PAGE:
June started with an exceptional spell of hot weather. Temperatures exceeding 30° C were measured for about a week – on several days in Lapland as well. This was also the time when the year’s highest temperature, +32.8° C, was measured in Meltosjärvi of Ylitornio.
At some observation stations, the summer was the warmest in their measurement history. This was the case, for example, at Kaisaniemi in Helsinki, where observations have been made since the early 19th century. However, owing to urbanisation, the observations made in Helsinki in the 19th century are not fully comparable with the present day.
The summer saw more lightning flashes than average. In total, about 180,000 ground flashes were registered for Finland’s land areas. This is roughly 40,000 more than usually. Flashes were the most frequent in Western Finland and in Northern Ostrobothnia. Most thunderstorms occurred in June and July, when over 10,000 ground flashes were registered on seven days. This is rather unusual because typically there are only a couple of days like this during the Finnish summer. The thunderstorms in summer 2011 were characterised by heavy rains. In fact, the heaviest rainfall measured within 24 hours was accompanied by thunder and showers at Aapajärvi of Tornio, where the rainfall on 24 July was 121 mm.
Large hail measuring over 2 centimetres in diameter fell on 17 days. The largest hail detected during the summer was 6 centimetres in diameter, measured near Vaasa on 9 July.
A very warm autumn with little snow
The average temperature for the autumn, or the period from September to November, was exceptionally high in Finland. The difference in temperature for the whole country was 3.5° C. Among individual days, especially the last day of September was exceptionally warm. The highest temperature, 22.3° C, was measured in Porvoo; this is the latest date when the temperature has exceeded 20° C in Finland. Early November was also exceptionally warm for the time of the year, and temperature records for November were broken at several observation stations.
Thermal autumn began in mid-September in Central and Northern Finland; this was clearly later than usually. The difference in Central Finland was a couple of weeks; in Northern Lapland about one month.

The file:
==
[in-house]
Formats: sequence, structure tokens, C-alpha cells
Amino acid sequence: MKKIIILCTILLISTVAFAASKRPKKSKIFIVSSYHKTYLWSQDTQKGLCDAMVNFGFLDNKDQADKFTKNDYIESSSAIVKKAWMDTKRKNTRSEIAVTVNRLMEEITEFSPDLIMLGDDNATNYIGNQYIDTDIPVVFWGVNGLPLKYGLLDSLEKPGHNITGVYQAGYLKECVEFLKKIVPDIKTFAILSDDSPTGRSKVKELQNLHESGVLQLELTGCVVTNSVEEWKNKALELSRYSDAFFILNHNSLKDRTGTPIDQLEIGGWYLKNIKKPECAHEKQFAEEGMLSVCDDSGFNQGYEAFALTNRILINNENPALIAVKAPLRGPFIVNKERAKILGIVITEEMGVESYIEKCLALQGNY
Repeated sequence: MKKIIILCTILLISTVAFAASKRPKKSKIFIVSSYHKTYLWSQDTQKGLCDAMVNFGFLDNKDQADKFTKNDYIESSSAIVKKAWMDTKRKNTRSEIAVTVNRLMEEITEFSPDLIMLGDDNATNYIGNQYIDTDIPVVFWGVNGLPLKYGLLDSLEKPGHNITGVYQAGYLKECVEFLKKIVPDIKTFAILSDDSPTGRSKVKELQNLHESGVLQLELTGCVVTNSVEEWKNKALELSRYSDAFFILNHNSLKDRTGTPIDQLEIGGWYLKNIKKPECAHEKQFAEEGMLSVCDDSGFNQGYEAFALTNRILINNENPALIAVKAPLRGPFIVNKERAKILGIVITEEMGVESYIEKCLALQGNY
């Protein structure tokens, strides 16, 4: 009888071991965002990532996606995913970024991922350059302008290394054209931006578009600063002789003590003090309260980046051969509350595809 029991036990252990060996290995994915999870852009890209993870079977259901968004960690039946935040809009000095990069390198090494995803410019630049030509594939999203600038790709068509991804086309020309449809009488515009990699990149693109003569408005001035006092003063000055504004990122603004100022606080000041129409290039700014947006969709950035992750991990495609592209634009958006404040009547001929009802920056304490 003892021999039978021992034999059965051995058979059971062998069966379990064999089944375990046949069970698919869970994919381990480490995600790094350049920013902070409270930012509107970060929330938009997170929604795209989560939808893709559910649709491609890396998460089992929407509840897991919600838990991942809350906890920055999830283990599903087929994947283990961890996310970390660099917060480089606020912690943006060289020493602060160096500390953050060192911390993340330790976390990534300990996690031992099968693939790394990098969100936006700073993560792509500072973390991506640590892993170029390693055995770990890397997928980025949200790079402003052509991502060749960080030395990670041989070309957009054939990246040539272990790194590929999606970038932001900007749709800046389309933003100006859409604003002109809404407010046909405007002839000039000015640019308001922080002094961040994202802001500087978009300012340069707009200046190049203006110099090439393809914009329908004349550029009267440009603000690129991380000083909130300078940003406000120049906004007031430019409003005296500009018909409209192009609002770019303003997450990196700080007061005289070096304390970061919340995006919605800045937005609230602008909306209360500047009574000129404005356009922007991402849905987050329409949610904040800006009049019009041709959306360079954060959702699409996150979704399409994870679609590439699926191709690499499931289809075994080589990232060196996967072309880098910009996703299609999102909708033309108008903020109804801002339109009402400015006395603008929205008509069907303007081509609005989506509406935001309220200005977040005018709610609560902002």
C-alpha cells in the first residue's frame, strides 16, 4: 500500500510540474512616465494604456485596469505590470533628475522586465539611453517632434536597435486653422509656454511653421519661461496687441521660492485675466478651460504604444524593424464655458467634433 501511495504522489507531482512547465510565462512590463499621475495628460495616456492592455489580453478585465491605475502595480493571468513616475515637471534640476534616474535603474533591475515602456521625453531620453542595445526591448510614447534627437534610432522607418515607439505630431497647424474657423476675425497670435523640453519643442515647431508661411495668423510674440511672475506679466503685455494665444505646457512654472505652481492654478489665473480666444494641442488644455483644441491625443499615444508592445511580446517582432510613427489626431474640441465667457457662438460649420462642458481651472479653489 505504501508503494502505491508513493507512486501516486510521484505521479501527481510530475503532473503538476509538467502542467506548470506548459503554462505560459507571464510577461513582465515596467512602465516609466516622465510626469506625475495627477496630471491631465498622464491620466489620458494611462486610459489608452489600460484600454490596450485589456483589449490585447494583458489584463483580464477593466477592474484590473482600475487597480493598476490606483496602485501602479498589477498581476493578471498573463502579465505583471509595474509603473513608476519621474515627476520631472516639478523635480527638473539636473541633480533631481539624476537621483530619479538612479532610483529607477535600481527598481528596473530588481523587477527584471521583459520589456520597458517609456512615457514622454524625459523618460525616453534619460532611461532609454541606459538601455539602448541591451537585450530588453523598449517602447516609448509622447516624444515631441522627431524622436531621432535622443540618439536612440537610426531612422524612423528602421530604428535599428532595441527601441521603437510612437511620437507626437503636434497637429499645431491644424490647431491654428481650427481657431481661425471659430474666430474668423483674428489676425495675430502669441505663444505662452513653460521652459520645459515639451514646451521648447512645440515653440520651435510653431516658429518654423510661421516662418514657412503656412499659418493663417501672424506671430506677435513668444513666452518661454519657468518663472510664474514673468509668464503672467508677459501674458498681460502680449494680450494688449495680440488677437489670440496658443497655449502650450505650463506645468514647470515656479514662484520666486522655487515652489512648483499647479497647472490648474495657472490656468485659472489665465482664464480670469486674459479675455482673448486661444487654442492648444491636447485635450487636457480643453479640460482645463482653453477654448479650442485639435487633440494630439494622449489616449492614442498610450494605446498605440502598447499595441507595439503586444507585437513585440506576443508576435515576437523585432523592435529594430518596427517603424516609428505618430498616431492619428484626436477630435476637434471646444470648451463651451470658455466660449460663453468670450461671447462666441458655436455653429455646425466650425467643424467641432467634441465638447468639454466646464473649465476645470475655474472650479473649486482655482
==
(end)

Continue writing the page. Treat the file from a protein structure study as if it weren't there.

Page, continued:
Thermal winter also started considerably late in the whole country. It began around 9 November in Central and Northern Lapland, which is about one month later than usually. In general, thermal winter had not yet started in Southern and Central Finland by Christmas; thus, in these regions, thermal winter was at least one to two months late.
There was no snow anywhere in Finland at the start of November, which is rare. Similarly, at the end of November, snow covered an unusually small area for the time of the year.
Mild, rainy and stormy December
The year ended with an unseasonably mild and, especially in the south, an exceptionally rainy December. In large parts of the country, the mean temperature was at least 5° C, and in the north even 9° C, warmer than normally. A new record for precipitation in December was also reached. According to preliminary data, precipitation in Kemiönsaari was 190 millimetres, whereas the typical figure for December in Southwest Finland is about 60 mm.
The last weeks of the year were also quite windy. The number of stormy days in the Finnish sea areas was particularly great in December, when storm winds were measured on 11 days. Typically, there are about three stormy days in December. On 26 December, especially the western part of the country was hit by an unusually violent storm, followed by wind damage on the very next day throughout Finland, with the exception of Lapland.
Climate in Finland